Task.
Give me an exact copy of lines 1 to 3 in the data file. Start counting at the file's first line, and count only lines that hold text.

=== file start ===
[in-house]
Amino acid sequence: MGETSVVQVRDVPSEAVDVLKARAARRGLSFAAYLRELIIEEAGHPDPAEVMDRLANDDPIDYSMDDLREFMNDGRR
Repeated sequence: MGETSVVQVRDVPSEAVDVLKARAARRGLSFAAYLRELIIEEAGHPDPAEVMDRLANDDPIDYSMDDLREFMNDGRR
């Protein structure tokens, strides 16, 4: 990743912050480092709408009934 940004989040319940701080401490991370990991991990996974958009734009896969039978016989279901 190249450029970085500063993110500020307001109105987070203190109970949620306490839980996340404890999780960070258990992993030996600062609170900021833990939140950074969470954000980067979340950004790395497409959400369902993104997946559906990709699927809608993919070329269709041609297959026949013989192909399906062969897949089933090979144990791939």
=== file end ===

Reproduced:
[in-house]
Amino acid sequence: MGETSVVQVRDVPSEAVDVLKARAARRGLSFAAYLRELIIEEAGHPDPAEVMDRLANDDPIDYSMDDLREFMNDGRR
Repeated sequence: MGETSVVQVRDVPSEAVDVLKARAARRGLSFAAYLRELIIEEAGHPDPAEVMDRLANDDPIDYSMDDLREFMNDGRR